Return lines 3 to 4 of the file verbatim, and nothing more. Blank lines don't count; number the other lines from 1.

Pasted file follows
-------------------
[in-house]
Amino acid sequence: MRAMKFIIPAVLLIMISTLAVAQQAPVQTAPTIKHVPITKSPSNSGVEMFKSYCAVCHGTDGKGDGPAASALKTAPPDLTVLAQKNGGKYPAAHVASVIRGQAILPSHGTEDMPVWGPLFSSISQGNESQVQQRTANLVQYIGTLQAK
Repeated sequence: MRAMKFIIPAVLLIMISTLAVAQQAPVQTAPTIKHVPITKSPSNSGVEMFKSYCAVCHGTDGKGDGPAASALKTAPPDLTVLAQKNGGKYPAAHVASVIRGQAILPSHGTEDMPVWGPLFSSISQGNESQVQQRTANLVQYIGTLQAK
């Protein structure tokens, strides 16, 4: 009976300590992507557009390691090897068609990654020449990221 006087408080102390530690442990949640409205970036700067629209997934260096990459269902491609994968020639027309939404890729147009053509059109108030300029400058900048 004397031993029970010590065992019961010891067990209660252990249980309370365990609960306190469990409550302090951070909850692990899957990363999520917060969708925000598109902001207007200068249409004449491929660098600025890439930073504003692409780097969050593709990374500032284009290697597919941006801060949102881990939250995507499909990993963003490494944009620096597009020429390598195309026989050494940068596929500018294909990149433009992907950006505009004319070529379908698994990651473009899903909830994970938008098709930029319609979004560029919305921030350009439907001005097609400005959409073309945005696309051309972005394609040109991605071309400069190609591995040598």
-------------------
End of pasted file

Repeated sequence: MRAMKFIIPAVLLIMISTLAVAQQAPVQTAPTIKHVPITKSPSNSGVEMFKSYCAVCHGTDGKGDGPAASALKTAPPDLTVLAQKNGGKYPAAHVASVIRGQAILPSHGTEDMPVWGPLFSSISQGNESQVQQRTANLVQYIGTLQAK
């Protein structure tokens, strides 16, 4: 009976300590992507557009390691090897068609990654020449990221 006087408080102390530690442990949640409205970036700067629209997934260096990459269902491609994968020639027309939404890729147009053509059109108030300029400058900048 004397031993029970010590065992019961010891067990209660252990249980309370365990609960306190469990409550302090951070909850692990899957990363999520917060969708925000598109902001207007200068249409004449491929660098600025890439930073504003692409780097969050593709990374500032284009290697597919941006801060949102881990939250995507499909990993963003490494944009620096597009020429390598195309026989050494940068596929500018294909990149433009992907950006505009004319070529379908698994990651473009899903909830994970938008098709930029319609979004560029919305921030350009439907001005097609400005959409073309945005696309051309972005394609040109991605071309400069190609591995040598």